Before I start this review I must admit that I am a little embarrassed to admit that I am 25 years old and had just finished reading Judy Blume’s famous novel, Are You There God? It’s Me, Margaret.
But I’m not embarrassed for the same reasons most other 25 year old women may be.
It’s not because of the content of the novel or the fact that it’s young adult written for pre-pubescent pre-teens.
It’s because it’s written by Judy Blume, my all-time favorite writer who is 90% of the reason I decided to become a writer, and I’m 25 years old and just now getting around to reading it.
I always wanted to read this novel. I know that this is a very controversial book that was widely banned especially when it was first released back in the 1970’s. I have read every single one of Judy Blume’s other books, some as many as three or more times. Somehow this book always ended up on the back burner and I never ended up getting to it as a child.
But when I saw it on display at the Margaret Heggan Library two weeks ago, I know I couldn’t ignore it any longer. I had to check it out and see just what this book was about.
I was a little nervous to read this novel. I had such high opinions of Judy Blume. The only novel of hers I read and didn’t like was “Wifey”. Wifey read like an old-school version of 50 Shades of Grey — it was just trashy. I expected more from my favorite writer. But I forgave her for that. If Are You There God? It’s Me, Margaret ended up being trashy, would I be able to forgive her again, or would it permanently change my opinion of my favorite writer?
I have heard many different stories over the years about the content of this novel and why it was banned. The most common story I heard is that it was very sexual and focused heavily on female masturbation for young girls going through puberty. In reality, this novel contained not a single sentence about masturbation.
It was a coming of age novel that discussed changes that 12 year old girls go through regarding their bodies and puberty in general, of course, but there was nothing “explicit” about it. It really didn’t even mention sex at all. For the young adult audience that Blume was writing for, it was perfect. It was insightful, informative, easy for her target audience to relate to, and not over the top or trashy. I don’t have kids, let alone a 12 year old daughter, but if I did I would be more than okay with having her read this novel. In fact, I’d encourage it.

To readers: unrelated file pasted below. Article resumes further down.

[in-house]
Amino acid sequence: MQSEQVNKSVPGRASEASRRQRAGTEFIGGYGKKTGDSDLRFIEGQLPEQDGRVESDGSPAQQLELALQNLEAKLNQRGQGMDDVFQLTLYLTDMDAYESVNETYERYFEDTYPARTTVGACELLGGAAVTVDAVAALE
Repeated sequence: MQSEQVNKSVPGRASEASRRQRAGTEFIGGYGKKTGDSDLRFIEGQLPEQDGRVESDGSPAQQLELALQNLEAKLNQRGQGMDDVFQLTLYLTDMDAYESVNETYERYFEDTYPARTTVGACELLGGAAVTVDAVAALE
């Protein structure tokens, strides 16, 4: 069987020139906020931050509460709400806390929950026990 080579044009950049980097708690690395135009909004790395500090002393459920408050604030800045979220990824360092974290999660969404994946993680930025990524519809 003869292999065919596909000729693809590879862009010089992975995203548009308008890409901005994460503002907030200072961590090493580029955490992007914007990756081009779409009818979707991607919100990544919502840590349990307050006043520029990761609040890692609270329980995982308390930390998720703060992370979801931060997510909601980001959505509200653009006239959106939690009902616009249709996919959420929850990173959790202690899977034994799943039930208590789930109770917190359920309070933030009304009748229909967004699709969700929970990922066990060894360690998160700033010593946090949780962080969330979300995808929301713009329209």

As I read through this novel, I remembered and reflected a great deal on my own pre-pubescent late elementary/early middle school days. There were the constant rumors, the cattiness, the gossip about boys, the general curiosity about the world and the changing of bodies and life in general. And for some, even the bigger issue that Blume so openly and boldly chose to discuss: the declaration or even outright questioning of religion.
I had a very hard time understanding why this book was banned. Have things really changed that much since it was first published in the 1970s? It doesn’t seem that way. I mean sure things are much more sexualized now with 50 Shades of Grey (don’t think for an instant 12 year olds aren’t reading that, I can pretty much guarantee you that they are, whether their parents know about it or not).
But was it really horrific in the 1970s to mention about female bodies changing, girls liking boys and the comments that boys made about their female classmates bodies, choosing a religion, and all of these topics that come in to play as a general part of growing up? It seems strange to me. This was life and Blume did a great job demonstrating a very realistic view of it that any normal woman (or Blume’s target audience — 12 year old girls) can connect and relate to.
Sure, the book is a little awkward to read, but that’s the point. Being a 12 year old girl is an awkward event.
Maybe people criticized this book because they didn’t want to accept the truth and reality of what their preteen daughters were really thinking, experiencing, and going through at the time.
What can we say? Truth hurts sometimes.
Or at the very least, the truth can be awkward.
Regardless, Blume captured it all exceptionally well and earned 5 out of 5 stars from me.